From Kobo:A green hunting cap squeezed the top of the fleshy balloon of a head. The green earflaps, full of large ears and uncut hair and the fine bristles that grew in the ears themselves, stuck out on either side like turn signals indicating two directions at once."So enters one of the most memorable characters in American fiction, Ignatius J. Reilly. John Kennedy Toole's hero is one, "huge, obese, fractious, fastidious, a latter-day Gargantua, a Don Quixote of the French Quarter. His story bursts with wholly original characters, denizens of New Orleans' lower depths, incredibly true-to-life dialogue, and the zaniest series of high and low comic adventures" (Henry Kisor, Chicago Sun-Times).Ignatius J. Reilly is a flatulent frustrated scholar deeply learned in Medieval philosophy and American junk food, a brainy mammoth misfit imprisoned in a trashy world of Greyhound Buses and Doris Day movies. He is in violent revolt against the entire modern age. Ignatius' peripatetic employment takes him from Levy Pants, where he leads a workers' revolt, to the French Quarter, where he waddles behind a hot dog wagon that serves as his fortress.A Confederacy of Dunces is an American comic masterpiece that outswifts Swift, whose poem gives the book its title. Set in New Orleans, the novel bursts into life on Canal Street under the clock at D. H. Holmes department store. The characters leave the city and literature forever marked by their presences Ignatius and his mother; Mrs. Reilly's matchmaking friend, Santa Battaglia; Miss Trixie, the octogenarian assistant accountant at Levy Pants; inept, bemused Patrolman Mancuso; Jones, the jivecat in spaceage dark glasses. Juvenal, Rabelais, Cervantes, Fielding, Swift, Dickens their spirits are all here. Filled with unforgettable characters and unbelievable plot twists, shimmering with intelligence, and dazzling in its originality, Toole's comic classic just keeps getting better year after year.Released by Louisiana State University Press in April 1980 and published in paperback in 1981 by Grove Press, A Confederacy of Dunces is nothing short of a publishing phenomenon. Turned down by countless publishers and submitted by the author's mother years after his suicide, the book won the 1981 Pulitzer Prize for Fiction. Today, there are over 1,500,000 copies in print worldwide in eighteen languages.


(Jun) The Spy Who Came in from the Cold by John le Carré
Inkmesh Search
Spoiler:
Alex Leamas is tired. It's the 1960s, he's been out in the cold for years, spying in Berlin for his British masters, and has seen too many good agents murdered for their troubles. Now Control wants to bring him in at last -- but only after one final assignment. He must travel deep into the heart of Communist Germany and betray his country, a job that he will do with his usual cynical professionalism. But when George Smiley tries to help a young woman Leamas has befriended, Leamas's mission may prove to be the worst thing he could ever have done. In le Carré's breakthrough work of 1963, the spy story is reborn as a gritty and terrible tale of men who are caught up in politics beyond their imagining.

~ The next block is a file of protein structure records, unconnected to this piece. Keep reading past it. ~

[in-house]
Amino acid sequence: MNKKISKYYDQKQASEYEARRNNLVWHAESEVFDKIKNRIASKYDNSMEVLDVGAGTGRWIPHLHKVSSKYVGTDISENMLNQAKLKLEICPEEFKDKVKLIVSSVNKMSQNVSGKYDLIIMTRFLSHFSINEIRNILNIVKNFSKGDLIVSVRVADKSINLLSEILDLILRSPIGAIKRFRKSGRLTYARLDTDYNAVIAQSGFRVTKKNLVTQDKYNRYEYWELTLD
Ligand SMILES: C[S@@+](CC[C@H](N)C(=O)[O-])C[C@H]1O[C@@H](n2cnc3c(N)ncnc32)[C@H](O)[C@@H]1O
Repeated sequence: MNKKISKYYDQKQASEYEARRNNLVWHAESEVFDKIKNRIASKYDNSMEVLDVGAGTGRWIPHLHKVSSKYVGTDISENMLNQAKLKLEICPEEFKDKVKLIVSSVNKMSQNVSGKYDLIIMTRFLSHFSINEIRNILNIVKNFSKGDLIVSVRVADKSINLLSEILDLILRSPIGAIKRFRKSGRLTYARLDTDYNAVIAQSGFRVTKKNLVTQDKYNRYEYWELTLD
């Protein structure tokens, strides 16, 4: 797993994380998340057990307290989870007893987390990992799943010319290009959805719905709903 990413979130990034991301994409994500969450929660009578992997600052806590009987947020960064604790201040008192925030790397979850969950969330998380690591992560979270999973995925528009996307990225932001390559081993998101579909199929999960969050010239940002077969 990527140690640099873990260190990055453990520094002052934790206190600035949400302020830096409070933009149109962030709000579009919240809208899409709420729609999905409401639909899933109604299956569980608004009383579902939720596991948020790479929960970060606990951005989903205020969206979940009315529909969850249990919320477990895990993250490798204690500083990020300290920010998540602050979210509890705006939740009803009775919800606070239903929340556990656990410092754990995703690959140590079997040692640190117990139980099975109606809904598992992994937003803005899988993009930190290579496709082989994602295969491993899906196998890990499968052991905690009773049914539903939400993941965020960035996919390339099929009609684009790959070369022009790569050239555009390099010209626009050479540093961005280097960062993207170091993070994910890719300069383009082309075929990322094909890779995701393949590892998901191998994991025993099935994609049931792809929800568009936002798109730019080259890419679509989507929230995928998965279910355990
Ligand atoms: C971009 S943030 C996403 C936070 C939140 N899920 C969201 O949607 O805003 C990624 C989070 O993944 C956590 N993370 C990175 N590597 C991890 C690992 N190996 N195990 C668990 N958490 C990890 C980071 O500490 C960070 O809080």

(Jul) A Game of Thrones by George R. R. Martin
Inkmesh Search
Spoiler:
Here is the first volume in George R. R. Martin's magnificent cycle of novels that includes A Clash of Kings and A Storm of Swords. As a whole, this series comprises a genuine masterpiece of modern fantasy, bringing together the best the genre has to offer. Magic, mystery, intrigue, romance, and adventure fill these pages and transport us to a world unlike any we have ever experienced. Already hailed as a classic, George R. R. Martin's stunning series is destined to stand as one of the great achievements of imaginative fiction. (from Borders)


(Aug) Black Rain by Masuji Ibuse
Inkmesh Search
Spoiler:
Black Rain is centered around the story of a young woman who was caught in the radioactive "black rain" that fell after the bombing of Hiroshima. lbuse bases his tale on real-life diaries and interviews with victims of the holocaust; the result is a book that is free from sentimentality yet manages to reveal the magnitude of the human suffering caused by the atom bomb. The life of Yasuko, on whom the black rain fell, is changed forever by periodic bouts of radiation sickness and the suspicion that her future children, too, may be affected. lbuse tempers the horror of his subject with the gentle humor for which he is famous. His sensitivity to the complex web of emotions in a traditional community torn asunder by this historical event has made Black Rain one of the most acclaimed treatments of the Hiroshima story. (From Amazon.com)